Ships today have navigational and communications aids that were almost unthinkable even 50 years ago, much less in the 1700s. Back then (and ever since) lighthouses signaled mariners as they approached land. Over the centuries, the beacons from lighthouses in the United States and around the world have saved thousands of sailors from catastrophe. Even with their 21st century equipment, many ships still rely on lighthouse beacons to guide them to safety and away from danger.  

The Stannard Rock Light was completed in 1883. The lighthouse is located on a reef that was the most serious hazard to navigation on Lake Superior. The exposed “crib” of the Stannard Rock Light is rated as one of the top 10 engineering feats in the United States. (Photo: U.S. Coast Guard Compass)

What is a lighthouse? According to the Mirriam-Webster dictionary, a lighthouse is “a structure (such as a tower) with a powerful light that gives a continuous or intermittent signal to navigators.” Another definition adds that a lighthouse beacon is used “to warn or guide ships at sea.”

Congressional action 

The 1st United States Congress met from March 4, 1789, to March 4, 1791, during the first two years of George Washington’s presidency. The nation officially began operations under the new government established by the 1787 Constitution.

On August 7, 1789, the 1st Congress approved an Act establishing and supporting lighthouses, beacons, buoys and public piers. Those first Members of Congress understood how important navigational aids and infrastructure were to the economy of the new nation. Trade with other nations was dependent on ships being able to sail safely to and from the United States.

(Illustration: U.S. Lighthouse Society)

National Lighthouse Day 1989

To celebrate the 200th anniversary of the signing of the Act and the commissioning of the first federal lighthouse, Congress passed a resolution which designated August 7, 1989 as National Lighthouse Day. Although the resolution was in effect only for 1989, each year since has been celebrated as National Lighthouse Day. At many lighthouses around the nation lighthouse preservation groups offer the public “fun/learning activities to enjoy – including tours, cruises and presentations that pay special tribute to America’s lighthouses.” A key preservation group is the American Lighthouse Foundation, which “is leading the way in saving our nation’s lighthouses and their rich heritage.”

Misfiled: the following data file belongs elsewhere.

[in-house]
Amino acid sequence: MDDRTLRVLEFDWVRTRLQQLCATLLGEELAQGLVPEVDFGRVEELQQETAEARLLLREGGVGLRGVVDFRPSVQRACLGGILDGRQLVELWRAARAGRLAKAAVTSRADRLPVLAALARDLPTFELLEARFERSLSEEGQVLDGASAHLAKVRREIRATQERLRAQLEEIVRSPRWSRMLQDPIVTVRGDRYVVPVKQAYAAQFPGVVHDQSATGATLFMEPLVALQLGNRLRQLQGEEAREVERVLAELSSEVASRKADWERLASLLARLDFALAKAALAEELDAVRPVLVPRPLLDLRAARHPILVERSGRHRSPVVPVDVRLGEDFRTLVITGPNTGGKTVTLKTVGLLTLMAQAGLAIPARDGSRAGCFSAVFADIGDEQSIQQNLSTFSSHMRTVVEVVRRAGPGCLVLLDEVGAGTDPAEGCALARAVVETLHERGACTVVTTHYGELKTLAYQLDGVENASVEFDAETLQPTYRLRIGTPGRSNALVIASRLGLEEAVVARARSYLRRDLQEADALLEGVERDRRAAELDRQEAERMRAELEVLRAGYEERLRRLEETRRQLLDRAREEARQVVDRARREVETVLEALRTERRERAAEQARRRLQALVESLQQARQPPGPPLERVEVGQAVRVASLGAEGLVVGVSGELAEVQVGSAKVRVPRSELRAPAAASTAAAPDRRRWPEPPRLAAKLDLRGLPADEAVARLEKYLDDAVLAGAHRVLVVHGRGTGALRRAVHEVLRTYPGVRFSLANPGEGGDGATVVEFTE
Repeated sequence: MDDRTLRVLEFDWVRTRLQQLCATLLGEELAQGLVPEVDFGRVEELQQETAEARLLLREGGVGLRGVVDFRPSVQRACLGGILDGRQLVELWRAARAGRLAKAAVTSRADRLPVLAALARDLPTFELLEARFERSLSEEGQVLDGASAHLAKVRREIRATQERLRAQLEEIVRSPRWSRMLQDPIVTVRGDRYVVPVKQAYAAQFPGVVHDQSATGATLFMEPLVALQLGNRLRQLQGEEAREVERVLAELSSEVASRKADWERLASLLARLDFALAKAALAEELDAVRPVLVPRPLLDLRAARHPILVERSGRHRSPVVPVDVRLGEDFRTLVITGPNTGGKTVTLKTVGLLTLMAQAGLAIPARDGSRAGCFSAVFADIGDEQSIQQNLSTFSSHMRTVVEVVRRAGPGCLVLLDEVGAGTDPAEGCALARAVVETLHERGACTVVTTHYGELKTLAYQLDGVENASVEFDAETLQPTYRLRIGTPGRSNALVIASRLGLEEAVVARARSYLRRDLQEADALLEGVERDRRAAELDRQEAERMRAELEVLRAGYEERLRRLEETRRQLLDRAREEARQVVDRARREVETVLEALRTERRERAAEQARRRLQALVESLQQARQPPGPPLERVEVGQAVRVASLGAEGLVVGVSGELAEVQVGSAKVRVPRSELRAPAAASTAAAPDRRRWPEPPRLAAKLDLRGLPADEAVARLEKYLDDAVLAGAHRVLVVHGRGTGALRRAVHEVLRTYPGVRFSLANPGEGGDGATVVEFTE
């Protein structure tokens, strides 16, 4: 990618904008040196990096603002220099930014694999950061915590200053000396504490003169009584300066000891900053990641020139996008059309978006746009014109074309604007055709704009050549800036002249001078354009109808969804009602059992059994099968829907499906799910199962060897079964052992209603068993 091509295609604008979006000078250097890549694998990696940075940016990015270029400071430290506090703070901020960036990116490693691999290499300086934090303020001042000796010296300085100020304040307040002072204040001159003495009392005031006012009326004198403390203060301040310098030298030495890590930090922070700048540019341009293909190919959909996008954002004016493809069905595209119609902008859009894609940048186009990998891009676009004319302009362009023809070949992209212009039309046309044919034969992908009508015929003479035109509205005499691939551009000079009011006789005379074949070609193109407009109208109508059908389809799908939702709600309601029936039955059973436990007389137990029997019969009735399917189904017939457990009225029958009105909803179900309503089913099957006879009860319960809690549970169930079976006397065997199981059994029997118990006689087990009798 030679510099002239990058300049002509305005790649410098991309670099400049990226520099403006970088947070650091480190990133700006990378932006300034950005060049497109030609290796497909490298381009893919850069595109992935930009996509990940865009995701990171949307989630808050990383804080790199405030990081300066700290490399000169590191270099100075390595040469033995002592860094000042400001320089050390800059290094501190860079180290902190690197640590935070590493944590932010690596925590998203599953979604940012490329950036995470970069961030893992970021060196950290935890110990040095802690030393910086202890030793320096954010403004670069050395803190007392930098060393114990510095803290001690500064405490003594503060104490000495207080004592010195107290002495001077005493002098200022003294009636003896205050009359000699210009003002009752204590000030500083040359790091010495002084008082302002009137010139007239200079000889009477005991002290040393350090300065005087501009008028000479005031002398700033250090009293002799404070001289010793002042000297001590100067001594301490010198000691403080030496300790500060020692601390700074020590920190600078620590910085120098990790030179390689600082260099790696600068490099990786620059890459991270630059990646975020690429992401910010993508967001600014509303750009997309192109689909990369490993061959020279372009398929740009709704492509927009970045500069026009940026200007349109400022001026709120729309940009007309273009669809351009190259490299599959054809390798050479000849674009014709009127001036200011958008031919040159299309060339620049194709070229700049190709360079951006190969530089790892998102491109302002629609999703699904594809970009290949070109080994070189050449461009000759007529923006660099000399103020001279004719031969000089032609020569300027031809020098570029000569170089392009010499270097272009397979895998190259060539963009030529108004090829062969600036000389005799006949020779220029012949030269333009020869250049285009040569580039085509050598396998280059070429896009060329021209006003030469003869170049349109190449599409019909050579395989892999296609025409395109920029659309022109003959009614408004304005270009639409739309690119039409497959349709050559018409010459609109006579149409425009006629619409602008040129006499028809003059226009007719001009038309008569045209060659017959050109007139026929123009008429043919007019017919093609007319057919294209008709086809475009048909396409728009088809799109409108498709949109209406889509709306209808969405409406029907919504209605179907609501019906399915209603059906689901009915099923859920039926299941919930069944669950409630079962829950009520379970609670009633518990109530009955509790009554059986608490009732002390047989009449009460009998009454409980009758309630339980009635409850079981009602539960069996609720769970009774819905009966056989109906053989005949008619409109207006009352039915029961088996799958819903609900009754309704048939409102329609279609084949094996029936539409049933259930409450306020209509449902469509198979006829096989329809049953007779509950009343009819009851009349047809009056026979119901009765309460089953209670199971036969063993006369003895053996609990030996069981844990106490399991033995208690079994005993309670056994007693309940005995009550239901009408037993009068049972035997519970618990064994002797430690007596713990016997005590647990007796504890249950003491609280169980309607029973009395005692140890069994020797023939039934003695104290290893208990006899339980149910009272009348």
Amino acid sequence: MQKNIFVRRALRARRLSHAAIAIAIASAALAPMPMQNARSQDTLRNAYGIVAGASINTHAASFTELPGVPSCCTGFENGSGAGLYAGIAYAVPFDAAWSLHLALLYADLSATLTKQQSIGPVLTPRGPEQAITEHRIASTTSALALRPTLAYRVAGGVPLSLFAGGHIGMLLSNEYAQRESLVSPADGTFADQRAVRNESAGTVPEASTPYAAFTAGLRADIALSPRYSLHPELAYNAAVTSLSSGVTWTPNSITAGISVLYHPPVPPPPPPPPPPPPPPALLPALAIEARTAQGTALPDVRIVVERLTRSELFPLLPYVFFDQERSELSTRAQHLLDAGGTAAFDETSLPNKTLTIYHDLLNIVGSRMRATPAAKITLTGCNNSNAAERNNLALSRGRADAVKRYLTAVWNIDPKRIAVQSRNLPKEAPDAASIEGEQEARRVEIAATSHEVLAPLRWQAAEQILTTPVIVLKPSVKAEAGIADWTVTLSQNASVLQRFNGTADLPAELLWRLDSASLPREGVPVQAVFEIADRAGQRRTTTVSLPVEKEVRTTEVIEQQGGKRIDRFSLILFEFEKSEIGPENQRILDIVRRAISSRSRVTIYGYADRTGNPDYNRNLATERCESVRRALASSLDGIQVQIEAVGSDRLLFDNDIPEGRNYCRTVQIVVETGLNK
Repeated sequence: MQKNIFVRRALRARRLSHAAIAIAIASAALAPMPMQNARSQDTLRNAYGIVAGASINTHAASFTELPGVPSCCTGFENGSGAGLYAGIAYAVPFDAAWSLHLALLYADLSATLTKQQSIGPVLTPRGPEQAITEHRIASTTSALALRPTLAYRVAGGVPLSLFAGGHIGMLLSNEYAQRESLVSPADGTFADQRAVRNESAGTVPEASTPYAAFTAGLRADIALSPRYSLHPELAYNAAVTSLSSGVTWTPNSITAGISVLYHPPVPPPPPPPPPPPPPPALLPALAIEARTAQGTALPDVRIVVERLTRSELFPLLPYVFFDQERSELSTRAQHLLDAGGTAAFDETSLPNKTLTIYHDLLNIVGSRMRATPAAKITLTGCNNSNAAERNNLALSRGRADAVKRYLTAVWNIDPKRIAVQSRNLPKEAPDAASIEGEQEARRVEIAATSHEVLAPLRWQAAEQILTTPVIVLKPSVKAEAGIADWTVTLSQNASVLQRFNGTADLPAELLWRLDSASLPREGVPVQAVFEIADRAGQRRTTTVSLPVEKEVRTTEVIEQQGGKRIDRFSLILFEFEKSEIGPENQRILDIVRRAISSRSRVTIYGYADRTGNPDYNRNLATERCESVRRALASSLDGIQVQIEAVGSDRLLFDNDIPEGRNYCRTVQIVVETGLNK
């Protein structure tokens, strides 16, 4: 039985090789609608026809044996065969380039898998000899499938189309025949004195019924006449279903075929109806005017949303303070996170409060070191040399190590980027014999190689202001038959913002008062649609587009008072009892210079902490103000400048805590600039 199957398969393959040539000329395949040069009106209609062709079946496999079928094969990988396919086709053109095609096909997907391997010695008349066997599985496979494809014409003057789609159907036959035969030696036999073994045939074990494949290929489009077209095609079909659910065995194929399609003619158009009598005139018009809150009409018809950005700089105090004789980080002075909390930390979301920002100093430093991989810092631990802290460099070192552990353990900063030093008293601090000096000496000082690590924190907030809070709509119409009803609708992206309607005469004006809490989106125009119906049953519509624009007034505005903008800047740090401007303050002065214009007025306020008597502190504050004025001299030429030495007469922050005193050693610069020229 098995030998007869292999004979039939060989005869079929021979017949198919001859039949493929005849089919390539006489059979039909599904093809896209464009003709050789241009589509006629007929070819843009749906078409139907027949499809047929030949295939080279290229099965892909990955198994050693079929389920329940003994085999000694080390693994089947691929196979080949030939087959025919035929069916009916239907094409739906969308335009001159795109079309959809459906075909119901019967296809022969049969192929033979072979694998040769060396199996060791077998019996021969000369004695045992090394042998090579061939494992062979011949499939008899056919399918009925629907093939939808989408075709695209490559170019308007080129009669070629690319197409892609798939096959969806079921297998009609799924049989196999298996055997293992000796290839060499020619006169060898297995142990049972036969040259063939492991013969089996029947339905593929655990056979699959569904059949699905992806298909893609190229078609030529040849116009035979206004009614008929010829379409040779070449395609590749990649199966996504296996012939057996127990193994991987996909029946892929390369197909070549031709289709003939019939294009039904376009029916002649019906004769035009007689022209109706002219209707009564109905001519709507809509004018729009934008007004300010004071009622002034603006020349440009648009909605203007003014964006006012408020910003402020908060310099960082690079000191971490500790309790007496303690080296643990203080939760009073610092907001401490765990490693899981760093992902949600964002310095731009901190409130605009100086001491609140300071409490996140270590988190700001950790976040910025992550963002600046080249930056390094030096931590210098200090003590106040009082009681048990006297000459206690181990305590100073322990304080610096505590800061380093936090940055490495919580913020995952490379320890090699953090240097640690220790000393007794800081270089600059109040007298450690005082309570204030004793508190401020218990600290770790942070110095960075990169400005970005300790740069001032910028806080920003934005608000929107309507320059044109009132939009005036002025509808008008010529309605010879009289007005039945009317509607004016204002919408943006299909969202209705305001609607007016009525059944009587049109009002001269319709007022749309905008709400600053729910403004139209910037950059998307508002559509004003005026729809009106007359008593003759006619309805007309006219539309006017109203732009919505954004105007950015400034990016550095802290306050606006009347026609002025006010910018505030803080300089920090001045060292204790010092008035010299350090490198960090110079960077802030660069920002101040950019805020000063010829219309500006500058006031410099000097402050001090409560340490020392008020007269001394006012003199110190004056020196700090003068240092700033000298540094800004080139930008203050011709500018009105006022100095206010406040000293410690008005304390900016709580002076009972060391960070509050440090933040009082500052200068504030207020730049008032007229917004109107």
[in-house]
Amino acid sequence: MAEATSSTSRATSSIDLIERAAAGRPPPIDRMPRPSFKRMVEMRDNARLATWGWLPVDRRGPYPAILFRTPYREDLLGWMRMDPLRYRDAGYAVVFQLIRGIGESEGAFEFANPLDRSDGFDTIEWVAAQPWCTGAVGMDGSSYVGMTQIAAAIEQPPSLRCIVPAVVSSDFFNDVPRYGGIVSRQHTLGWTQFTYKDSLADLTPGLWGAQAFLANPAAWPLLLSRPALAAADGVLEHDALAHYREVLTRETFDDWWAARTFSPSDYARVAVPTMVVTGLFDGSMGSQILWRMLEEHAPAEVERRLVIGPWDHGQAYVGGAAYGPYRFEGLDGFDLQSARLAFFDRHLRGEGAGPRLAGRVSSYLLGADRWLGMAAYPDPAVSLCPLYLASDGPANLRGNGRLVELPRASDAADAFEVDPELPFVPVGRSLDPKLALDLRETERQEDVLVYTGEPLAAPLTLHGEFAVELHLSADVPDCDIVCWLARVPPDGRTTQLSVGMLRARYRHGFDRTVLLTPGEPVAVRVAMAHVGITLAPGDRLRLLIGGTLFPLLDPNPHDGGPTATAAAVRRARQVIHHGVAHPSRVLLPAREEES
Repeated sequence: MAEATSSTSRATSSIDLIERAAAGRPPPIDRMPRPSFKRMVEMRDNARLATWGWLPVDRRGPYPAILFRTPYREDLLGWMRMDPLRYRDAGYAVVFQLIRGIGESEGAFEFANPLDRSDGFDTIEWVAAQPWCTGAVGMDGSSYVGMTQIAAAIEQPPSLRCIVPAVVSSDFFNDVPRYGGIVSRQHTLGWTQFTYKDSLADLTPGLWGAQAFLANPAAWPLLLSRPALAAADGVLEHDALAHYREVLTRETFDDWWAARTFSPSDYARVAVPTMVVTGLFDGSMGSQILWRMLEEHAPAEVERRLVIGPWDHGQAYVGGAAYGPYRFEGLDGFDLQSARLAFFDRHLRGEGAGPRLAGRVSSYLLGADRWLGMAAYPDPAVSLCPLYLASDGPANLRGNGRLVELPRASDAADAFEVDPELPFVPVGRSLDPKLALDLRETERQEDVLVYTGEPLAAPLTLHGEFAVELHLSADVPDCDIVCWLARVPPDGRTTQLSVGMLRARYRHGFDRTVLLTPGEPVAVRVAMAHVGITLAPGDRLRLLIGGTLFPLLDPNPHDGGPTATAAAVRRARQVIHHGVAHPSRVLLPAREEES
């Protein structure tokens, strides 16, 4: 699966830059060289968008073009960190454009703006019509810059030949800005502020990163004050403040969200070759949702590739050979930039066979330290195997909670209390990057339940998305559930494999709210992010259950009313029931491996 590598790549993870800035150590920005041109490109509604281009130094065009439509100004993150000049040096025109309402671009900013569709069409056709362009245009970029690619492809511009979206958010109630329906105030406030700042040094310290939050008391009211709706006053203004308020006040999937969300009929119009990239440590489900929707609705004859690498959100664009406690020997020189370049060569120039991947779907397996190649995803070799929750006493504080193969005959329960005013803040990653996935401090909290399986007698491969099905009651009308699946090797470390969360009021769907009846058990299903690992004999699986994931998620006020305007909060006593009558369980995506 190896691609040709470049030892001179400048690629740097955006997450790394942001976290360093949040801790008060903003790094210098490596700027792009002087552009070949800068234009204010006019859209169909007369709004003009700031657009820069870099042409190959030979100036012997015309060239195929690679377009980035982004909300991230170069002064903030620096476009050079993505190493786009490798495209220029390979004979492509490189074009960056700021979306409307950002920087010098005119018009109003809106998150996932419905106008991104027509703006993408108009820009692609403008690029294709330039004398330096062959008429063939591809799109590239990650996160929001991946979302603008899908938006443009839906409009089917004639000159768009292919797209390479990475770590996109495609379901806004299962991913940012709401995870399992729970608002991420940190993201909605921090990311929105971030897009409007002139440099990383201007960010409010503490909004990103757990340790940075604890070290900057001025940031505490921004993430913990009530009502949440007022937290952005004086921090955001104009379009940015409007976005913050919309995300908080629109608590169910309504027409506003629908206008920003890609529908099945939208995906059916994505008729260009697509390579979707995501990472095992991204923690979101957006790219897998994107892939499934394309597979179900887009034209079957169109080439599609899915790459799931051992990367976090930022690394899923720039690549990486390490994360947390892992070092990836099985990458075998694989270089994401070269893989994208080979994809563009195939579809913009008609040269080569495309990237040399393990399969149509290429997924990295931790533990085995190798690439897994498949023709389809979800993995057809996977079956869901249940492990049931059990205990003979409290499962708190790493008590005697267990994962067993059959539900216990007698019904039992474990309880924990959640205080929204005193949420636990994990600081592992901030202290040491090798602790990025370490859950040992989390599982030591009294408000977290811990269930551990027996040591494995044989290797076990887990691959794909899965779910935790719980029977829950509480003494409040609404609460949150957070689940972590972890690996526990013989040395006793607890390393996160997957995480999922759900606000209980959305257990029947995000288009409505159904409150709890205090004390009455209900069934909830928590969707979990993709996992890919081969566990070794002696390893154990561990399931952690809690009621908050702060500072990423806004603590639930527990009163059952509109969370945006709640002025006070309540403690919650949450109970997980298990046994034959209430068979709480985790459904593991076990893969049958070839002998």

U.S. Rep. William J. Hughes of New Jersey was the sponsor of the resolution in the House of Representatives. On July 26, 1989, he stated, in part, “National Lighthouse Day… will provide some long overdue recognition for the important role which lighthouses played in the history of our country, and the values of safety, heroism and American ingenuity which they represent. At the same time, I am hopeful that it will encourage communities and citizens groups around the country to rededicate themselves to the protection and restoration of these historic structures.

The lighthouse complex at Cape Elizabeth, Maine. (Photo: U.S. Lighthouse Society)

“The contributions they made to our society, from protecting our coasts to guiding our sailors, should continue to be appreciated and remembered.”

According to a recent post by the Georgia Center of Innovation for Logistics, “There was a time when a beacon of light from a lighthouse could be found across nearly all of America’s shorelines. On National Lighthouse Day, observed annually on August 7, we honor those beacons, which have symbolized safety and security for ships and boats at sea for hundreds of years. The lights not only marked dangerous coastlines and hazardous shoals, but also reefs, which provided safe entry to the harbors.”

America’s lighthouses

There are over 700 functioning lighthouses in the United States. All of them are now automated – except one. The Boston Light is the oldest lighthouse in the nation (built in 1716). Because of its heritage, Congress declared that it remain a staffed station; it is the only official lighthouse with a keeper. 

According to information on the U.S. Lighthouse Society website, the U.S. Coast Guard, “in its role as custodian has automated… light stations in this country and, in the process, has eliminated the need for operating personnel. Sterile, rotating aero-beacons on monopoles have replaced many proud coastal ladies of former years with their sweeping towers of brick and Victorian gingerbread.”

This is a historical photo of the Long Point Light Station in Provincetown, MA. (Photo: American Lighthouse Foundation)

The Society’s website also states that “Many of the light stations considered no longer functional have been transferred to various states, counties or nonprofit groups and are now serving as museums, bed-and-breakfast inns or youth hostels.”

A patch from the U.S. Light House Service (Image: National Park Service)

However, many light stations around the country are still occupied. While not official keepers, Coast Guard families or other caretakers live in them to maintain and protect these historical structures. 

Back when lighthouses were manned by keepers, it was an equal opportunity position. In fact, one of the first U.S. government jobs available to women in the 19th century was lighthouse keeping! According to the Lighthouse Society there were at least 80 women keepers. 

As the opportunity arises, take the time to visit a lighthouse and celebrate National Lighthouse Day tomorrow. You’ll enjoy the walk back into time! And if you want more information about lighthouses, visit the websites highlighted above.

The Beavertail lighthouse complex in Rhode Island.
(Photo: U.S. Coast Guard Historian’s Office)